No relation to William that I know of, but she does loom somewhat large in the lives of two other notable authors, Ezra Pound and, more significantly, W.B. Yeats; indeed, she seems to be mostly known now on account of the latter connection, though she also seems to have been little-known enough in her own lifetime (cf. Wikipedia). This is another Valancourt job, and it’s kind of different for them; they have a tendency for rescuing books that haven’t been reprinted in decades (or even a couple of centuries or so), but not only has this never been reprinted until now, it’s never actually been a book either. Hitherto Beauty’s Hour has only ever existed in the pages of two issues of Savoy magazine published in 1896—notice it’s not listed at all in Olivia’s Wiki entry—and a curious if somewhat slight thing it proves to be 120 years later. Imagine if you will a cross between Cinderella and Jekyll & Hyde, cos that’s kind of what’s on offer here… our narrator is Mary Gower, an avowedly “plain” young woman in a somewhat stultifying existence which she at least partly blames her own plainness for. And then one day, for no discernible reason, she suddenly discovers she has the ability to transform herself into the beautiful woman she wants to be, and the rest of the novella basically has her exploring some of the ramifications of that. Obviously this could’ve been written as horror quite easily,but Shakespear doesn’t go that way; what we get instead is a faintly detached observation on the ways in which men treat women that makes a perhaps obvious point about the distinctions we draw between attractive women and unattractive ones. Still, if the point is a bit obvious, it’s certainly well-expressed, the compactness of the telling serves the story well, and the moral is still pretty resonant.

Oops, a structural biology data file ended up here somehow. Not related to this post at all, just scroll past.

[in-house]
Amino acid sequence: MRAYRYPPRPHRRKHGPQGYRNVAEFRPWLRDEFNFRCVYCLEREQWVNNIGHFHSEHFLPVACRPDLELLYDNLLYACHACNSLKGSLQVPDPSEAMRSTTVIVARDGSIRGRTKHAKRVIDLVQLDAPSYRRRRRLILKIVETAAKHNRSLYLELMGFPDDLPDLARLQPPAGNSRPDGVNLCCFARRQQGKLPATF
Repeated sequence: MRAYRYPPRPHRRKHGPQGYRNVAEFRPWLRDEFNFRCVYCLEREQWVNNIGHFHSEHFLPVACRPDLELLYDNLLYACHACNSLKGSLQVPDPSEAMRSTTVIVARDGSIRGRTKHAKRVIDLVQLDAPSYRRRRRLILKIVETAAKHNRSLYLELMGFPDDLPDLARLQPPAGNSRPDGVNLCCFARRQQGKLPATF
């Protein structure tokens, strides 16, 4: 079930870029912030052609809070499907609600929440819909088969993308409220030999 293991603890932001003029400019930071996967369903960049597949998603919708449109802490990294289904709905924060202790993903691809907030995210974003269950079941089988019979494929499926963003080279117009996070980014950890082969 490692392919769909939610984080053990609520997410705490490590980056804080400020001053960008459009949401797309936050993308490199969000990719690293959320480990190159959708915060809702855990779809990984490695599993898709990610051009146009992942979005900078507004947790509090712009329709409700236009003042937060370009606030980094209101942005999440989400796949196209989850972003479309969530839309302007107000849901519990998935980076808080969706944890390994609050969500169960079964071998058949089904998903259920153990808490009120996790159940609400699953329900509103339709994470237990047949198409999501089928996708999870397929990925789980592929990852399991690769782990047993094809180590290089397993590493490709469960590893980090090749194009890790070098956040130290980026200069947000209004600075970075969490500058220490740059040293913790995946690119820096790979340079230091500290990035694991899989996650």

Beauty’s Hour (Olivia Shakespear)